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So you have a PHP/MySQL website, and you want to let users search for things. Easy!

$search_term_esc = AddSlashes($search_term); $sql = "SELECT * FROM Content WHERE content_body LIKE '%$search_term_esc%'";

Great. Only not really. If I enter '`%`

' or '`_`

' as my search term, it'll match every piece of content you have. And if someone enters '`e`

' then it'll match every article with an '`e`

' in it. And if someone enters '`foo bar`

' it'll match the phrase, not the two words. It looks like we have a lot to learn.

Step one is breaking the terms apart. We could do this with a simple `explode`

, but wouldn't it be cool if we could also allow phrases by accepting quotes? One easy way to achieve this is with a simple three step routine:

- Convert whitespace between brackets into something non-whitespacey.
- Split on whitespace.
- Convert the 'something' back to the whitespace it was, for each token.

For the first stage, we can use my favourite feature of regular expressions - the '`e`

' (evaluation) flag.

$terms = preg_replace("/\"(.*?)\"/e", "search_transform_term('\$1')", $terms); function search_transform_term($term){ $term = preg_replace("/(\s)/e", "'{WHITESPACE-'.ord('\$1').'}'", $term); $term = preg_replace("/,/", "{COMMA}", $term); return $term; }

So what happens here exactly? The first `preg_replace()`

call find all pair of brackets and passes their contents to the `search_transform_term()`

function for processing. We then use a further two `preg_replace()`

calls to replace any whitespace with a holder token, and the same with commas. We process commas incase users enter comma seperated terms, instead of space seperated ones.

With this done, we're ready to split on whitespace and commas. We'll use `preg_split()`

for this:

$terms = preg_split("/\s+|,/", $terms);

For each term, we then want to replace the holding tokens back with their original contents.

$term = preg_replace("/\{WHITESPACE-([0-9]+)\}/e", "chr(\$1)", $term); $term = preg_replace("/\{COMMA\}/", ",", $term);

So now we have a full function for splitting up search terms:

function search_split_terms($terms){ $terms = preg_replace("/\"(.*?)\"/e", "search_transform_term('\$1')", $terms); $terms = preg_split("/\s+|,/", $terms); $out = array(); foreach($terms as $term){ $term = preg_replace("/\{WHITESPACE-([0-9]+)\}/e", "chr(\$1)", $term); $term = preg_replace("/\{COMMA\}/", ",", $term); $out[] = $term; } return $out; } function search_transform_term($term){ $term = preg_replace("/(\s)/e", "'{WHITESPACE-'.ord('\$1').'}'", $term); $term = preg_replace("/,/", "{COMMA}", $term); return $term; }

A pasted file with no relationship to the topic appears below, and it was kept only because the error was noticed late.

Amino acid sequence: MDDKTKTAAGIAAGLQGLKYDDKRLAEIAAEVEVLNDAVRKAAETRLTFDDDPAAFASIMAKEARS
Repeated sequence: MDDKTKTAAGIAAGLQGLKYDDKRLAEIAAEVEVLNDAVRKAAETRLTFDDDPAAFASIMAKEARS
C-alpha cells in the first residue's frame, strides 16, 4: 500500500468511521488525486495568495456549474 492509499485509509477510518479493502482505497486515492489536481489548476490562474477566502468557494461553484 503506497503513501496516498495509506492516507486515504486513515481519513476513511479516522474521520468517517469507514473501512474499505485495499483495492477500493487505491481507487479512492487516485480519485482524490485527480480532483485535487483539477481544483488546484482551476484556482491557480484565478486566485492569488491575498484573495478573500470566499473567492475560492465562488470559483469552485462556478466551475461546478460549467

On to stage two - doing a useful search with each term. Instead of using MySQL's `LIKE`

operator, we'll use it's much more powerful friend, `RLIKE`

, which lets us use regular expressions.

MySQL's regular expressions are quite perl-like, but not entirely. The first thing we need is an escaping function, since some of the characters in the search term might contain a MySQL regular expression meta-character.

function search_escape_rlike($string){ return preg_replace("/([.\[\]*^\$])/", '\\\$1', $string); }

This function inserts a slash before each meta-character that MySQL uses. Next we need to make sure each term matches on word boundaries so that '`foo`

' matches '`a foo a`

' but not '`a food a`

'. In MySQL syntax, these are '`[[:<:]]`

' and '`[[:>:]]`

'. We'll write a function to turn our list of terms into a list of regular expressions.

function search_db_escape_terms($terms){ $out = array(); foreach($terms as $term){ $out[] = '[[:<:]]'.AddSlashes(search_escape_rlike($term)).'[[:>:]]'; } return $out; }

So now we're ready to build some SQL. I'm assuming a single content table with a single field to match. You can figure out how to expand it to something more complicated yourself.

$terms = search_split_terms($terms); $terms_db = search_db_escape_terms($terms); $parts = array(); foreach($terms_db as $term_db){ $parts[] = "content_body RLIKE '$term_db'"; } $parts = implode(' AND ', $parts); $sql = "SELECT * FROM Content WHERE $parts";

With this function, the search string '`foo bar`

' generates this SQL:

SELECT * FROM Content WHERE content_body RLIKE '[[:<:]]foo[[:>:]]' AND content_body RLIKE '[[:<:]]bar[[:>:]]';

You can replace the '`AND`

' with an '`OR`

' if you want to match pages which match any of the terms, rather than all.

Maybe you want to rank the results by how many times the search terms appear in them - that's what users often expect.